This video technology was cutting edge and was not really done properly.
There is so little live recording of Mark 1 that this is a rare glimpse into their live act. The only other real known recordings are are some of the BBC sessions and only one other full show from 1969.
This is likely the be the earliest recorded show by Mark 1 and likely the only video of a full show.
At this point Deep Purple had performed fewer than 30 live shows. If my calculations are correct this would have been their 27th live performance.
Simon Robinson points out in the liner notes that at this point Ritchie didn’t have a lot of experience being in a band being mostly a studio guy and playing some shows with other acts. It can be noted that Jon Lord tends to take more solos than Blackmore at this point.
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Wring That Neck
Rod announces that Kentucky woman was released on “Saturday” which would have been October 12th.
Reviewers seemed to be surprised by the band though the referred to “gimmicky reworking of known songs” and deemed them not quite ready to be superstars.
The rumor is that Deep Purple was kicked off the bill after these first few shows because someone in Cream’s management was afraid of being upstaged.
Derek Lawson, being interviewed again by Chris Charlesworth, stated: “Ritchie was the first guitarist to play some light novelty thing in the middle of a hard rock number just for a laugh. Cream didn’t think it was funny but the audience loved it and what with ‘Hush’ being a hit single they wend down very well, probably too well.”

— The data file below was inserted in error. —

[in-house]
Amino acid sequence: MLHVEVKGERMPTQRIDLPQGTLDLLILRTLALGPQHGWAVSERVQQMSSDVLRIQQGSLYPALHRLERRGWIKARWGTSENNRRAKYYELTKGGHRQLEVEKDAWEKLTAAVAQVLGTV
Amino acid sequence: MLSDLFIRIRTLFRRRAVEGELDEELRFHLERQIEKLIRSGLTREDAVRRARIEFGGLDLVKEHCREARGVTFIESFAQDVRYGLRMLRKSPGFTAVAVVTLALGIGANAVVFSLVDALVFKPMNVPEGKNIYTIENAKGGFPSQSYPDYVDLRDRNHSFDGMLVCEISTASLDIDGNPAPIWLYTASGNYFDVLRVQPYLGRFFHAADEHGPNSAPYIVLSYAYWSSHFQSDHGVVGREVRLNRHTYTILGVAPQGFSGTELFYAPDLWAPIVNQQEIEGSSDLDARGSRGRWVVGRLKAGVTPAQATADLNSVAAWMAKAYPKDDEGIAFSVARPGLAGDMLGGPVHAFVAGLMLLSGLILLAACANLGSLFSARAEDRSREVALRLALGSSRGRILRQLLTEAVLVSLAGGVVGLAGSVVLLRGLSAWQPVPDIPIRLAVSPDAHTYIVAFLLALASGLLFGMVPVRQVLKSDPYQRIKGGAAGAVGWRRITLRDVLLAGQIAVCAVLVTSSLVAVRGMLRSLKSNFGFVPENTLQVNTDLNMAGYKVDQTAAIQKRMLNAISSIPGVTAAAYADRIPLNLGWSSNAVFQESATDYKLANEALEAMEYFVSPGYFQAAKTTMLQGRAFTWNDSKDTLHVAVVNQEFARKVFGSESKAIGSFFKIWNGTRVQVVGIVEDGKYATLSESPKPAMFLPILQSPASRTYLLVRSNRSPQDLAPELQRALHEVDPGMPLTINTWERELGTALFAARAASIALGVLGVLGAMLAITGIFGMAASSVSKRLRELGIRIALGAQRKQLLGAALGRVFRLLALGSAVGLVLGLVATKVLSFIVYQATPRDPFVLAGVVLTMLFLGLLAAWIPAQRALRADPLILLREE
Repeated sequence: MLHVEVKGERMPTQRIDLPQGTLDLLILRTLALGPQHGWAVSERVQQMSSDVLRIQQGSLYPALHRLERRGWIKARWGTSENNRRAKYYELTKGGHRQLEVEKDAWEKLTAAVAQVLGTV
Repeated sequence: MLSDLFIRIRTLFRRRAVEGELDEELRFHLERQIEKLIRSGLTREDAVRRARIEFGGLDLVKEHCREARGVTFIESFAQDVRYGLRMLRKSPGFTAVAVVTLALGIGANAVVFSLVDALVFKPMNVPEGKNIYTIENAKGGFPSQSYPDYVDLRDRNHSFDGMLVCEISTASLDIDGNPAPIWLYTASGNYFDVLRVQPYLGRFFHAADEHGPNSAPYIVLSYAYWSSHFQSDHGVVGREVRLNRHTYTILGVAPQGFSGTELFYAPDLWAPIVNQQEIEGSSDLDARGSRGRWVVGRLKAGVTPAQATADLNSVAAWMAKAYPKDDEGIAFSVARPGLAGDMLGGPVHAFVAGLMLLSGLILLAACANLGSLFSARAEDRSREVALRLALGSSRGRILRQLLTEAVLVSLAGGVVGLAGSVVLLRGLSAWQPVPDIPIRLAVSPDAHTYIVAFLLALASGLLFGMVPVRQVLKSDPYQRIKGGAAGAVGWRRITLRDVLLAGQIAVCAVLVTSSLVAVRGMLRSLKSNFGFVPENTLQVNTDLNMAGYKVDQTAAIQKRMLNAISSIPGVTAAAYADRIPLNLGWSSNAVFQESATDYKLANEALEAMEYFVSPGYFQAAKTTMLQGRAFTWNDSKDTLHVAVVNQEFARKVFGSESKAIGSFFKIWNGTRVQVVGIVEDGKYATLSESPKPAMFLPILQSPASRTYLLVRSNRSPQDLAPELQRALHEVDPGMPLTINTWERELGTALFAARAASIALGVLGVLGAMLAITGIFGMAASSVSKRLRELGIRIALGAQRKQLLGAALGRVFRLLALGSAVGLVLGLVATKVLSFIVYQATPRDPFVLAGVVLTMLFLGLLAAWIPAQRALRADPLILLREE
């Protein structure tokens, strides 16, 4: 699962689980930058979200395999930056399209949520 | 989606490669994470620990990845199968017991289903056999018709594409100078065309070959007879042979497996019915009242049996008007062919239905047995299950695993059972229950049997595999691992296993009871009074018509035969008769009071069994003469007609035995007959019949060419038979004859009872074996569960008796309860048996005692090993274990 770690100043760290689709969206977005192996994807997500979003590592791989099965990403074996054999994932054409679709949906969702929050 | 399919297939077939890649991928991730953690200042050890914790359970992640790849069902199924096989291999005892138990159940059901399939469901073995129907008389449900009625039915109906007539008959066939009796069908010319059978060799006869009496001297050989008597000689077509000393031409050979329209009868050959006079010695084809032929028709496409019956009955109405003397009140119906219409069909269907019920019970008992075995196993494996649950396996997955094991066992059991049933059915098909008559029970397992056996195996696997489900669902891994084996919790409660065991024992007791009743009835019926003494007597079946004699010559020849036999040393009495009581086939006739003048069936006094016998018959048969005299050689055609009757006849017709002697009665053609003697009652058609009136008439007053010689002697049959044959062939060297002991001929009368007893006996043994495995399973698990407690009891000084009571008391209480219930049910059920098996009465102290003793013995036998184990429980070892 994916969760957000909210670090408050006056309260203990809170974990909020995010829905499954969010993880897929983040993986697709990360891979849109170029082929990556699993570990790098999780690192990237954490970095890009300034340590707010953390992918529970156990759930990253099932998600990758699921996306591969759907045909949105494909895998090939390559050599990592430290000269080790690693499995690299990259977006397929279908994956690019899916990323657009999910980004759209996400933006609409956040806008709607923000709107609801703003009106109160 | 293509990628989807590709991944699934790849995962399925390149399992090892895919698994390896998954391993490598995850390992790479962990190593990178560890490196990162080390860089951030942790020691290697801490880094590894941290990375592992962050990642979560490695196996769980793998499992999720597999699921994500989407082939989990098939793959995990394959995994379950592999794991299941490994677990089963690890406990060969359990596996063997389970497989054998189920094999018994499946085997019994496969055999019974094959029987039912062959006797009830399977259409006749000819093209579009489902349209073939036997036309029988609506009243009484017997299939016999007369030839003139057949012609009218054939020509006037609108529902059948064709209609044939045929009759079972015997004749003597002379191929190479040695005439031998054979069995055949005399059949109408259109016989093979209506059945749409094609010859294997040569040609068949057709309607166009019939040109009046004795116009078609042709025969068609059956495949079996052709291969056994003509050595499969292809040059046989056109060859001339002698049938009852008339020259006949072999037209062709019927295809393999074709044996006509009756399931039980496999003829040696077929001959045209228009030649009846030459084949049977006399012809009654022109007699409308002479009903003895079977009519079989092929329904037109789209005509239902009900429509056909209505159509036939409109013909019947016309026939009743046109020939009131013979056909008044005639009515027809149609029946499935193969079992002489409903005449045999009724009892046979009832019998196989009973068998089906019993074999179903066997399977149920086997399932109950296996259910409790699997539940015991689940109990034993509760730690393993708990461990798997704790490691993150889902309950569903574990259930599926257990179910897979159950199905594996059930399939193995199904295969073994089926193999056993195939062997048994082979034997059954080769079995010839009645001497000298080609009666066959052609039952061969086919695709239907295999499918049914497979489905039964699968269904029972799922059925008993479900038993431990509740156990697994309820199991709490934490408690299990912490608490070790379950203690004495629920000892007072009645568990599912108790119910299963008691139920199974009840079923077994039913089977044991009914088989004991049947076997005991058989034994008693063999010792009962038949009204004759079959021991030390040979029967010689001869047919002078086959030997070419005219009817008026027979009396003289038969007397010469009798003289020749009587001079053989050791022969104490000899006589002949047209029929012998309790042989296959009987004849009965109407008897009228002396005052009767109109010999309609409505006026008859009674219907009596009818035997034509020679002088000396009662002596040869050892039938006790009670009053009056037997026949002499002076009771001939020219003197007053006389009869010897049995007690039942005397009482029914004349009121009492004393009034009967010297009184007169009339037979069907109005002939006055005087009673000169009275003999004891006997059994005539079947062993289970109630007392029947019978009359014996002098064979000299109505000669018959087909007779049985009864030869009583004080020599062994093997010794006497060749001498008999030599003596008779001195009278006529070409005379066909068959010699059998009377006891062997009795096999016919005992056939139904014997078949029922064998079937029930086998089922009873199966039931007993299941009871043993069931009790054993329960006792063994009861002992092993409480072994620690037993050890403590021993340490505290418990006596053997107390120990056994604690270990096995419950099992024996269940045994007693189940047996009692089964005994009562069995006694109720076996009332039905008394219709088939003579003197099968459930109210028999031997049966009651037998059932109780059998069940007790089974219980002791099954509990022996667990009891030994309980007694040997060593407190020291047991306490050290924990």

Rumor is that Cream may also have been upset by Hendrix coming to an after show party with Deep Purple and not with Cream.
Cream went on to finish the tour without Deep Purple and ended at The Royal Albert Hall on November 26th at The Royal Albert Hall.
Deep Purple would perform there less than ten months later when they performed Jon Lord’s Concerto For Group and Orchestra for the first time.
A cassette version of this show made it out on bootleg in Japan but the official CD issue didn’t come out until 2002.
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Hall of Famer Norman Weischlebaum writes in to shed some light on a new Blackmore side project.
…changed his business?